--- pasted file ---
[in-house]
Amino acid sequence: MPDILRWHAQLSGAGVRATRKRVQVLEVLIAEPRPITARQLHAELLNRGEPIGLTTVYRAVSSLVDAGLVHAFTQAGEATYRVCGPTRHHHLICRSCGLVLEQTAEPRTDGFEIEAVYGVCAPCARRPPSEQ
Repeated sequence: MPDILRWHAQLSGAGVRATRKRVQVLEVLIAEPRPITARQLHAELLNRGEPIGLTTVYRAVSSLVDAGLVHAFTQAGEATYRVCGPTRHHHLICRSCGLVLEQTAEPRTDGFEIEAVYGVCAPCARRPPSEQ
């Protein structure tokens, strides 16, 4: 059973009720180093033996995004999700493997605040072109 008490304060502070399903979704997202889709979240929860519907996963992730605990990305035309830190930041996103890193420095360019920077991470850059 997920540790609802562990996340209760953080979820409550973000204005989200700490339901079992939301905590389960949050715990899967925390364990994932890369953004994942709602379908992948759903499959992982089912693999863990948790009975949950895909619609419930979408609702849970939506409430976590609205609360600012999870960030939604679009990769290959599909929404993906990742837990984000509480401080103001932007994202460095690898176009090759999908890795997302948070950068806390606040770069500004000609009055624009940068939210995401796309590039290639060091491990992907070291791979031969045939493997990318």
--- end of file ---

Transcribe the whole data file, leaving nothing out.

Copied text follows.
[in-house]
Amino acid sequence: MPDILRWHAQLSGAGVRATRKRVQVLEVLIAEPRPITARQLHAELLNRGEPIGLTTVYRAVSSLVDAGLVHAFTQAGEATYRVCGPTRHHHLICRSCGLVLEQTAEPRTDGFEIEAVYGVCAPCARRPPSEQ
Repeated sequence: MPDILRWHAQLSGAGVRATRKRVQVLEVLIAEPRPITARQLHAELLNRGEPIGLTTVYRAVSSLVDAGLVHAFTQAGEATYRVCGPTRHHHLICRSCGLVLEQTAEPRTDGFEIEAVYGVCAPCARRPPSEQ
């Protein structure tokens, strides 16, 4: 059973009720180093033996995004999700493997605040072109 008490304060502070399903979704997202889709979240929860519907996963992730605990990305035309830190930041996103890193420095360019920077991470850059 997920540790609802562990996340209760953080979820409550973000204005989200700490339901079992939301905590389960949050715990899967925390364990994932890369953004994942709602379908992948759903499959992982089912693999863990948790009975949950895909619609419930979408609702849970939506409430976590609205609360600012999870960030939604679009990769290959599909929404993906990742837990984000509480401080103001932007994202460095690898176009090759999908890795997302948070950068806390606040770069500004000609009055624009940068939210995401796309590039290639060091491990992907070291791979031969045939493997990318």